Did Gorgias Coin Rhetorike?
A Rereading of Plato's Gorgias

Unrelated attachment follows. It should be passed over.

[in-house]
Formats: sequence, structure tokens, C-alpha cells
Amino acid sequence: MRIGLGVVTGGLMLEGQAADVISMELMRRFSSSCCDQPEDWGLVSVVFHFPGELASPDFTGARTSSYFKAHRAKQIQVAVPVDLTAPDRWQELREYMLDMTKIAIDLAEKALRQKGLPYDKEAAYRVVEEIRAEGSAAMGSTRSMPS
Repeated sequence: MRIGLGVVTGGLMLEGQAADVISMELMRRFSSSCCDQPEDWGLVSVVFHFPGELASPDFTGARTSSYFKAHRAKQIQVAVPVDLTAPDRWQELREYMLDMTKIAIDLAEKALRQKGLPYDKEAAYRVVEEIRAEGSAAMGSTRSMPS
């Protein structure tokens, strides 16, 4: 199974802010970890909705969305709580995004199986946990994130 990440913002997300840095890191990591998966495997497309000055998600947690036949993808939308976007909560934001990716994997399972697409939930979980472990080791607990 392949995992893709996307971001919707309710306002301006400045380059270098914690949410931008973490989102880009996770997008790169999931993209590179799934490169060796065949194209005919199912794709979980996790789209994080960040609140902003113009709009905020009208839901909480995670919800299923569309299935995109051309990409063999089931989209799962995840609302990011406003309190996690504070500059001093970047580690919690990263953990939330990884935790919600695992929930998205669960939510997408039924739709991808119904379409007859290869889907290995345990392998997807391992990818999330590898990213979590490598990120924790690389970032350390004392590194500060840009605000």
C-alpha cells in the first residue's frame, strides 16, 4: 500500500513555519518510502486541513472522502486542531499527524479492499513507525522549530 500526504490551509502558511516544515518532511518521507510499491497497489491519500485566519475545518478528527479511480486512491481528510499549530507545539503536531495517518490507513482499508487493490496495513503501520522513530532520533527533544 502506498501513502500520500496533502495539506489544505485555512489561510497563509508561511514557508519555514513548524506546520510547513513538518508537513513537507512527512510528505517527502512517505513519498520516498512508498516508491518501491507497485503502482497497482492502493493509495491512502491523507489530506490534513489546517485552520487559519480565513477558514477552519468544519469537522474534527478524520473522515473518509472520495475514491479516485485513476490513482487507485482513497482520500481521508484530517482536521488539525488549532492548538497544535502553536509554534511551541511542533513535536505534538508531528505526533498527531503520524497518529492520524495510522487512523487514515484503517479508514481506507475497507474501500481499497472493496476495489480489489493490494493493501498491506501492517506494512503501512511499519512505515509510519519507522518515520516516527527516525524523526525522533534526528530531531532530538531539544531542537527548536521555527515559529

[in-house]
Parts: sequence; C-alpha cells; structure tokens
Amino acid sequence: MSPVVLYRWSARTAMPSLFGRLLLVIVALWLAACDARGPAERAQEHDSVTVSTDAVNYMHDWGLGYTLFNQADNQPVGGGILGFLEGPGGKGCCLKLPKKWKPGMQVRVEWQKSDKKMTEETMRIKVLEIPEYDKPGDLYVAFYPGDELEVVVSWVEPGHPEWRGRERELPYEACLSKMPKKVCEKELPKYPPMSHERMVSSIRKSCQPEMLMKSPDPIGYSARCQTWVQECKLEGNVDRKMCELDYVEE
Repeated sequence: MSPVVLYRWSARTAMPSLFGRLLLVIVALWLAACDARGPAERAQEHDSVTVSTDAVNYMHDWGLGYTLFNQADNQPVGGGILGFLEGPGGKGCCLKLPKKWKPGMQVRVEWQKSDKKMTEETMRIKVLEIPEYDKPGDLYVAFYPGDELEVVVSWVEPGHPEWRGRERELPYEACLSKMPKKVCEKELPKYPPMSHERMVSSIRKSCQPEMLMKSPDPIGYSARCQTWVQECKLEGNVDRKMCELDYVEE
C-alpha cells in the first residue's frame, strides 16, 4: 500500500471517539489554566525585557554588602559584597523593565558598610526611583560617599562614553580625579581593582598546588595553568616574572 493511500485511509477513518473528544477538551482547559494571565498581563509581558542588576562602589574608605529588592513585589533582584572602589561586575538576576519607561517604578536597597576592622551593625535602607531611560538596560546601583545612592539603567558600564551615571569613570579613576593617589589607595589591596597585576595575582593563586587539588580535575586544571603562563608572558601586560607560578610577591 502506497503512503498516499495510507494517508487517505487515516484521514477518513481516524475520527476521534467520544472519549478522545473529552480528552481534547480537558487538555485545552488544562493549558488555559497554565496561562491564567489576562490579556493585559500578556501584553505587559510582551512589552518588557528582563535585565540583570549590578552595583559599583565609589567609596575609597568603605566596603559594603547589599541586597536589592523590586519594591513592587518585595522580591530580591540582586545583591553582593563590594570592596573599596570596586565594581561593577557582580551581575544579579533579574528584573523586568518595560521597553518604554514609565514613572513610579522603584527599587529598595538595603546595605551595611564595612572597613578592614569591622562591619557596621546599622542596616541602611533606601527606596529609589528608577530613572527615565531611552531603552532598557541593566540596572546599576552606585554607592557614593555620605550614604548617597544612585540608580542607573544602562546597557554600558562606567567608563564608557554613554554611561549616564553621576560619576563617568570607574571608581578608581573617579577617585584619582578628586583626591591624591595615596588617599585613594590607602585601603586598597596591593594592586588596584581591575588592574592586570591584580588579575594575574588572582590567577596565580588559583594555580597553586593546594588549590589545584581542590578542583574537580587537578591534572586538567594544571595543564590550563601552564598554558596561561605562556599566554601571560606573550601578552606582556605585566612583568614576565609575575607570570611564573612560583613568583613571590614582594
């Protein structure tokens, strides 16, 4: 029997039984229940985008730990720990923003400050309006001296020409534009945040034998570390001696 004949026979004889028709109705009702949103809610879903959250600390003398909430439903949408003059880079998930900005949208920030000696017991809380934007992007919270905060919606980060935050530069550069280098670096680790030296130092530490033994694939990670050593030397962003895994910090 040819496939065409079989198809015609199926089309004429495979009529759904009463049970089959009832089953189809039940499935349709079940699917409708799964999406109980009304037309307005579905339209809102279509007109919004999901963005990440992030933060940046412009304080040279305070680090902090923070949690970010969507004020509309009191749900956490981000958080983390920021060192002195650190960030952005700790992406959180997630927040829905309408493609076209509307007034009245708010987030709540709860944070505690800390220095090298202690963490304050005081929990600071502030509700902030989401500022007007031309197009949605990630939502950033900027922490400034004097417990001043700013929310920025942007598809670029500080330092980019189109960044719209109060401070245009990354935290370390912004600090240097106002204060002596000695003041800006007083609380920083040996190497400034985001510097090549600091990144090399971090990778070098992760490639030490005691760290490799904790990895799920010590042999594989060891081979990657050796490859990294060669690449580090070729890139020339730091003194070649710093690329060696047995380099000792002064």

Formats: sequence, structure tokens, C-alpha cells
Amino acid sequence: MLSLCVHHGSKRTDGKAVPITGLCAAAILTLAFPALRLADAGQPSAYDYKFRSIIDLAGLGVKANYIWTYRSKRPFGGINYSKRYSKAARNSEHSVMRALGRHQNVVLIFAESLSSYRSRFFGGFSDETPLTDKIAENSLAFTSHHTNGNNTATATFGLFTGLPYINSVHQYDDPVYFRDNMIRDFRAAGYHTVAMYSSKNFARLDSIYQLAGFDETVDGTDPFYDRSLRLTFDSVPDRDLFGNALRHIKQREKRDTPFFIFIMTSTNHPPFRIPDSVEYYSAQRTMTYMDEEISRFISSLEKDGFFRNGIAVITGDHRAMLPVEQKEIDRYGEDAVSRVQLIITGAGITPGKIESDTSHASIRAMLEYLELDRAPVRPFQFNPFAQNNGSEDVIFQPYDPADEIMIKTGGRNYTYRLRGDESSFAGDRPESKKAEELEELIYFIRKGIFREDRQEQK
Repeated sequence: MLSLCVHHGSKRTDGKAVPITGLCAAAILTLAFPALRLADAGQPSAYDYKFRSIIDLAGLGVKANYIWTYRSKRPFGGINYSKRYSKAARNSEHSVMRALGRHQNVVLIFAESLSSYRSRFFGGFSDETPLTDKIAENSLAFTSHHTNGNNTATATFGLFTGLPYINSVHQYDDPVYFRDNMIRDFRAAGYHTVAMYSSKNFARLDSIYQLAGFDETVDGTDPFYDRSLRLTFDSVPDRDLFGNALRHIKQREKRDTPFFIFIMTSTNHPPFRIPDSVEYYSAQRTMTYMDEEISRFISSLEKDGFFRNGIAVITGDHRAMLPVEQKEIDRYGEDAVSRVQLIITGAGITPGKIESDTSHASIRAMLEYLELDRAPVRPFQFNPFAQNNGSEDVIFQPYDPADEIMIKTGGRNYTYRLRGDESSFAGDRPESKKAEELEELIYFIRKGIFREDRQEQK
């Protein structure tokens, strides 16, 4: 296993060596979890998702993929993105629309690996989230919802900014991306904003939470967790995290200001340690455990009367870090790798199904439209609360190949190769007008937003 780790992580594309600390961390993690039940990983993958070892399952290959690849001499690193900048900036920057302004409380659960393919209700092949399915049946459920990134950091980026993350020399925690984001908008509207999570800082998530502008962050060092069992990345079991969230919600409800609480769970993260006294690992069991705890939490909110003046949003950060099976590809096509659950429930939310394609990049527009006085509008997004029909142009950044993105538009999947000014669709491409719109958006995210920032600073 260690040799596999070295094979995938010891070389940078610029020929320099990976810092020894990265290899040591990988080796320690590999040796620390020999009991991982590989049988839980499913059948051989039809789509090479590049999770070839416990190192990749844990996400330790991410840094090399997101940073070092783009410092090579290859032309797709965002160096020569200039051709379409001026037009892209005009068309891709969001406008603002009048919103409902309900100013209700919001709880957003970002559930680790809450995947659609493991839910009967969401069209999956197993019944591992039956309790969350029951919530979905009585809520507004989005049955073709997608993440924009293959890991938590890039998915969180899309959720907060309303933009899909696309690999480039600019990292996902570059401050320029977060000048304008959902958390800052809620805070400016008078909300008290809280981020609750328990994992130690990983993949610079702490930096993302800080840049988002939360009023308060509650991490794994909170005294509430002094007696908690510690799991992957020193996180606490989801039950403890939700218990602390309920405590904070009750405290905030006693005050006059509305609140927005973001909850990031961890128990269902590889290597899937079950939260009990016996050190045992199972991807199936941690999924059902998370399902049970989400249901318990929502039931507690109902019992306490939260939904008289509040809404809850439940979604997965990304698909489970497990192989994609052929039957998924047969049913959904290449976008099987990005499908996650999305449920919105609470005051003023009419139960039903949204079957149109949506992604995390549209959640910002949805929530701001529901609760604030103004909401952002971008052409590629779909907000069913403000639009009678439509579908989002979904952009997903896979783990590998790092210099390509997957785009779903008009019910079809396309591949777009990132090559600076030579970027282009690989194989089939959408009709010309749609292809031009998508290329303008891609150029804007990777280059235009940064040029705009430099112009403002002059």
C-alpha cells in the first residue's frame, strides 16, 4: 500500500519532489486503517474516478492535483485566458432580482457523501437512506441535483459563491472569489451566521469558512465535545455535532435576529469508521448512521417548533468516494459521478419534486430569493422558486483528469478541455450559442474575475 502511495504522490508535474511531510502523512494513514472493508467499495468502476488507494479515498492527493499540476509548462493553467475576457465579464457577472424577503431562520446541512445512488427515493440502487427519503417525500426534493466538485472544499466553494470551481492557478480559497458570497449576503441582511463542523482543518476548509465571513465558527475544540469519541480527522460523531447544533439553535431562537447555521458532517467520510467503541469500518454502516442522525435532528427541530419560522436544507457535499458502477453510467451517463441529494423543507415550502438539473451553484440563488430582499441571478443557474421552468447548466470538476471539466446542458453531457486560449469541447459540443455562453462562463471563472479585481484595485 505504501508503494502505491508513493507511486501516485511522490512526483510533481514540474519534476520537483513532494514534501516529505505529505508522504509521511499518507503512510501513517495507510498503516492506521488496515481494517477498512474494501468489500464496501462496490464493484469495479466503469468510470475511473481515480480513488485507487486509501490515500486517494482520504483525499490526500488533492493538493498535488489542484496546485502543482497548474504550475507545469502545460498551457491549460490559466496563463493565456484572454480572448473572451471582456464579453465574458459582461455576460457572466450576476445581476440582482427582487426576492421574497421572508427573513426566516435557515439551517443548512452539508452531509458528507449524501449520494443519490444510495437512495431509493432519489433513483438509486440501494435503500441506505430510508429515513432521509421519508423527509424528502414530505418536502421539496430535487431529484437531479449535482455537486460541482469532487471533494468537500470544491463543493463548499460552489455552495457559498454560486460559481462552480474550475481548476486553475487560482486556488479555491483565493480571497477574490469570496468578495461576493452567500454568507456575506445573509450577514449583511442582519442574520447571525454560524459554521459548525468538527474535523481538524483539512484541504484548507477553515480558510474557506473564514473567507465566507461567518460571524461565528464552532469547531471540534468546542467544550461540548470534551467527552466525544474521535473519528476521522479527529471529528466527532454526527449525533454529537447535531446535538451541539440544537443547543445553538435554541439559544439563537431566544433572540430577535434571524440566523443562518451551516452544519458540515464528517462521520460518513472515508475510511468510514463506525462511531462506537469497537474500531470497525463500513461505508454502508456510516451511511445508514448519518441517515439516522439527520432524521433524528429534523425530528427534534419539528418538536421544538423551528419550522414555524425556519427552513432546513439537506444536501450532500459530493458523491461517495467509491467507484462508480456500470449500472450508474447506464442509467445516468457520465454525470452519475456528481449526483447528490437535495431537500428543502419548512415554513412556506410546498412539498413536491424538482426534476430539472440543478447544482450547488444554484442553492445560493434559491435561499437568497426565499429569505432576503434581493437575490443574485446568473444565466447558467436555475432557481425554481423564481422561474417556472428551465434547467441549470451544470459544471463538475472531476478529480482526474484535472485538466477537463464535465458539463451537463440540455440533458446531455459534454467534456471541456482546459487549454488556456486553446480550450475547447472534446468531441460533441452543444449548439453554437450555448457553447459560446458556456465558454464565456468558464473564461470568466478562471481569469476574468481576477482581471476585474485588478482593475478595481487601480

Thirty years after E. Schiappa’s self-styled ‘coining-of-rhetorike thesis’, the assumption that rhetorike was invented by Plato in Gorgias (448d) is meeting with increasing consensus; yet the foundations of the ‘revised’ approach, besides contrasting with Aristotle’s narrative and all our ancient sources, have never been examined in detail. Indeed, Plato’s Gorgias is our main evidence to the contrary, since an unbiased reading of the dialogue very clearly points to the sophist from Leontini as the teacher who first ‘disciplined’ rhetoric and coined rhetorike. It is my aim to put Gorgias in context, and to reconsider in a different light both his relationship with the earlier logon techne and his statements about speech in Helen. The new discipline’s powerful impact on contemporary politics seriously alarmed Plato, fuelling his attack against the sophist’s school. Once we put Gorgias back in place, the absence of rhetorike in fifth-century texts is no longer an anomaly, and the missing word is readily found where it might be expected to appear.